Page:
BEHAVIOR: Move to the hallway if they cant focus or are being disruptive in the classroom.
SIOP: 4, 5, 6, 11, 12, 13, 14, 17, 18, 20, 21, 22, 23, 24, 25, 29, 30

3 min.

## Closure/Review of walk-aways, vocabulary, and essential questions

(Note: Closure includes student interactions, reflection, and/or demonstrations.)
Review the walk-away. Did we read our goal? Were we able to draw picture graphs and bar
graphs? Could you write a sentence that described the data?

## SIOP:1, 2, 3, 6, 22, 27, 28, 29

SIOP Indicators (Add SIOP number and description within the lesson plan)
Preparation: 1-Content objectives, 2-Language objectives, 3-Content appropriate, 4-Supplementary materials, 5Adaptation of content, 6-Meaningful activities
Comprehensive Input: 10-Appropriate speech, 11-Clear explanation, 12-Variety of techniques
Strategies: 13-Learning strategies, 14-Scaffolding techniques, 15-Questioning
Interaction: 16-Opportunity for interaction, 17-Grouping supports objectives, 18-Wait time, 19-Opportunity for L1
students
Practice/Application: 20-Hands-on materials, 21-Activities to apply content/language knowledge, 22-Language skills:
Lesson Delivery: 23-Content objective supported, 24-Language objective supported, 25-Students engaged, 26-Pacing
Review/Assessment: 27-Review vocabulary, 28-Review concepts, 29-Feedback, 30-Assessment
TEACHING NOTES
What do I need to remember to do? What materials do I need to have ready? What is the approximate time needed for
this lesson?
Approx. 1 hr. My Math PowerPoint, vocabulary cards for all types of graphs learned so far, graphing games.
REFLECTION AFTER LESSON
How can I use the assessment data to reflect on & evaluate the outcomes of teaching and learning? How can I transfer
what I learned from teaching this lesson to future teaching? What was effective and not effective? What goals can I set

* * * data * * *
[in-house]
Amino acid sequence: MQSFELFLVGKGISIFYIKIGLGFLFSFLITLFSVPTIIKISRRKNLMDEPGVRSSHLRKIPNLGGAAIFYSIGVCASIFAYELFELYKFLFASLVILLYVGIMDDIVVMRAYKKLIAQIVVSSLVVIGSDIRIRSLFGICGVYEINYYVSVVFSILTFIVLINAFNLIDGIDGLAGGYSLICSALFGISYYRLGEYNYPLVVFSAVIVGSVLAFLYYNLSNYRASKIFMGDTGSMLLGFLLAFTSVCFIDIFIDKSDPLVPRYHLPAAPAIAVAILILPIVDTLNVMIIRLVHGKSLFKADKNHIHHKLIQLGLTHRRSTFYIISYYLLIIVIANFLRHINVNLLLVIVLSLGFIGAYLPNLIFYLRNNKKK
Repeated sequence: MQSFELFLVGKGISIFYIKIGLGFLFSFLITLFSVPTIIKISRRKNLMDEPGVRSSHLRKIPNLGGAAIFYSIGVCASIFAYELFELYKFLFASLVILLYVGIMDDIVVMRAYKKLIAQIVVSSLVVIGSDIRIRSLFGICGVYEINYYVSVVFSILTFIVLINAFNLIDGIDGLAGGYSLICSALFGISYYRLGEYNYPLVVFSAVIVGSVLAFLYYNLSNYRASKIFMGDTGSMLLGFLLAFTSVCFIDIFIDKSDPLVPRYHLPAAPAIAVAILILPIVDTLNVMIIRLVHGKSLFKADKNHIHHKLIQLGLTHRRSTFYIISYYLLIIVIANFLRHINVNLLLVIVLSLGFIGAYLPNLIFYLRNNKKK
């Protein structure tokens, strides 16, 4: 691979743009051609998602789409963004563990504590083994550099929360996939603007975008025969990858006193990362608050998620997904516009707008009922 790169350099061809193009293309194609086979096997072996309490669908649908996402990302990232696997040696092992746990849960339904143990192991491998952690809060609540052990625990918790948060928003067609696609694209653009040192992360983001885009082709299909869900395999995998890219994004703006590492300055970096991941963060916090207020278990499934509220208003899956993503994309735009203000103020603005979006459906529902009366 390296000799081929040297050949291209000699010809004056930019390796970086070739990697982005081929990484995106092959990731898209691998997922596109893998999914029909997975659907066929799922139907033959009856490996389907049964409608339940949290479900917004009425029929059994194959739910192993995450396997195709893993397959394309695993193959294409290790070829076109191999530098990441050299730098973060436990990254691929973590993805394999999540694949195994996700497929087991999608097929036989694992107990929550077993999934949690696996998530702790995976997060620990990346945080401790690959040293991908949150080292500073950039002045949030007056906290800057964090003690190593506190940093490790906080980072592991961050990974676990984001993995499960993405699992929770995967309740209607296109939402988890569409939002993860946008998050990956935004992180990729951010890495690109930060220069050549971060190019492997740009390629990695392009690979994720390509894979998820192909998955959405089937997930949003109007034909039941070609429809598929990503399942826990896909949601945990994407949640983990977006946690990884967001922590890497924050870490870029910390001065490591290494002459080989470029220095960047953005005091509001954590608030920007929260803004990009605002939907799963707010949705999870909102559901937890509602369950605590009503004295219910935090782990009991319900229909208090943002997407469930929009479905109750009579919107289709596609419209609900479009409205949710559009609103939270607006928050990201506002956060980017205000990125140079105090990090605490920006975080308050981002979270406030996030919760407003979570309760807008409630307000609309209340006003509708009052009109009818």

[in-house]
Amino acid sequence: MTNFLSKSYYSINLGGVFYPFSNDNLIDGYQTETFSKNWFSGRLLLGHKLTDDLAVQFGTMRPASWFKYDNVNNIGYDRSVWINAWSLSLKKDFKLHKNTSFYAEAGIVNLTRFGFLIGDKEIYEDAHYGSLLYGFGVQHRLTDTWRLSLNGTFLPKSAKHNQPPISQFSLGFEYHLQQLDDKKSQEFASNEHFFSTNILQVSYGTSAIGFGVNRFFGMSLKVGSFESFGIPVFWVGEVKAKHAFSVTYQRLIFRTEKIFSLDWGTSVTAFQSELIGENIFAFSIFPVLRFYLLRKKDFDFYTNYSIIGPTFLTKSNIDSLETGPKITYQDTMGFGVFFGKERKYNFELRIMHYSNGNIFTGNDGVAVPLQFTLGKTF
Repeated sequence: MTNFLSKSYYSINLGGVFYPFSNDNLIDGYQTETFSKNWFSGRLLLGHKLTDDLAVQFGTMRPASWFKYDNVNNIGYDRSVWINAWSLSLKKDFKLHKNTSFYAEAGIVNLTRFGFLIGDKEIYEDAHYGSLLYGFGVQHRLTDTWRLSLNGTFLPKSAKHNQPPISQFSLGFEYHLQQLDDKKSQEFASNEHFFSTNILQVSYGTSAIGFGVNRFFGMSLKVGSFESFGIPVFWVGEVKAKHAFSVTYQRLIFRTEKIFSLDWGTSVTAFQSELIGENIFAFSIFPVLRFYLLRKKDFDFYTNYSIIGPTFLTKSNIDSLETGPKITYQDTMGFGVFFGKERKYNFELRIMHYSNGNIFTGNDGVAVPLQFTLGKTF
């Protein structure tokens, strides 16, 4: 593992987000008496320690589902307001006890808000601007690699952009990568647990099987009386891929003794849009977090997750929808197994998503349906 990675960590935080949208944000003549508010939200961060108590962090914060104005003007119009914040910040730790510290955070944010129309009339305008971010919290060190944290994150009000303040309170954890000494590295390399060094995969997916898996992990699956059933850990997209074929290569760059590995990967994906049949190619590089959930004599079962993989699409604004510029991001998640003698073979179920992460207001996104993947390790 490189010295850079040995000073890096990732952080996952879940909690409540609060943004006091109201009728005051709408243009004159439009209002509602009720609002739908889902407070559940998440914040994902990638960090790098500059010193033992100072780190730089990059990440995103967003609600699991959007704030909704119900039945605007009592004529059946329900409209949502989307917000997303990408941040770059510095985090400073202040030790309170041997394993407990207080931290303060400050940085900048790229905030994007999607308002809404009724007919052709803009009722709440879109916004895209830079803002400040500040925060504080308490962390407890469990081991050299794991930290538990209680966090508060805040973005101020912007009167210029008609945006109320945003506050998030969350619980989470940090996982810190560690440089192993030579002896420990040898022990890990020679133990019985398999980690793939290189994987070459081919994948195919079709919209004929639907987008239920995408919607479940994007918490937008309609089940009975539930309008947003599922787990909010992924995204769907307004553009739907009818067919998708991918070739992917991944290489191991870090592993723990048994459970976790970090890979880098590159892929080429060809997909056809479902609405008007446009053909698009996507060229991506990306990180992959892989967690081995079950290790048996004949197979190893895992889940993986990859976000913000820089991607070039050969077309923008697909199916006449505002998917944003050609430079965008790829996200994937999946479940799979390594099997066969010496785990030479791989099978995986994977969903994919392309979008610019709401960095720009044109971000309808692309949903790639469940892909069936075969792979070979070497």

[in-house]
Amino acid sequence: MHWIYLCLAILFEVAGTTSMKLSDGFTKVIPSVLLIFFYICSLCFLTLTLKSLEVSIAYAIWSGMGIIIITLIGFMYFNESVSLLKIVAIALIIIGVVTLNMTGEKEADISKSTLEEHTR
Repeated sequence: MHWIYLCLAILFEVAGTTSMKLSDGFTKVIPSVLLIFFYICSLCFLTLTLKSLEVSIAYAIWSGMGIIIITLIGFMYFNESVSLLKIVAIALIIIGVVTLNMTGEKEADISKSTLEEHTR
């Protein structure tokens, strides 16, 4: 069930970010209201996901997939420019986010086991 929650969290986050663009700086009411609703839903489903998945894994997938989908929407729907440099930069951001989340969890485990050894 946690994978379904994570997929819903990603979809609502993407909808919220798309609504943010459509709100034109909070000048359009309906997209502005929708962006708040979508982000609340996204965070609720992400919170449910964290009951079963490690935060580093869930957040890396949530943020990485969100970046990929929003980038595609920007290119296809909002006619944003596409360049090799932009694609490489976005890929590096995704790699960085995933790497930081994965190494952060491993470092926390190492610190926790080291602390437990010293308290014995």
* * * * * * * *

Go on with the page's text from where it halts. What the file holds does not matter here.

to improve my practice and student learning?
*I did not have the opportunity to teach this lesson because I was at the BYU job fair. My mentor used my lesson plan to
guide her through the lesson.
From what I gathered from my mentor teacher, the students werent focusing well on the rug during whole group
instruction. They missed 10 missed of recess because it took them such a long time to get through the 'I do', 'We do', and
'You do' together material. Most of the kids were also unable to finish their independent work before the class ended. It is
my understanding that this was partially because they had difficulty understanding the concept and partially because they
were talking more than they were working.
One frequently missed problem on their homework was number 4 which asked them to come up with a key for a scaled
bar graph that was shown. After reviewing the next day, I found that the students just didnt understand what the problem
was asking them. In another problem that was frequently missed, the students seemed to have difficulty reading the
graph. They were mixing up the axis labels. The problem that best shows this mix up is number 3. These are both things I
will teach more explicitly next time I teach this lesson. I also plan to review these concepts in the next lesson.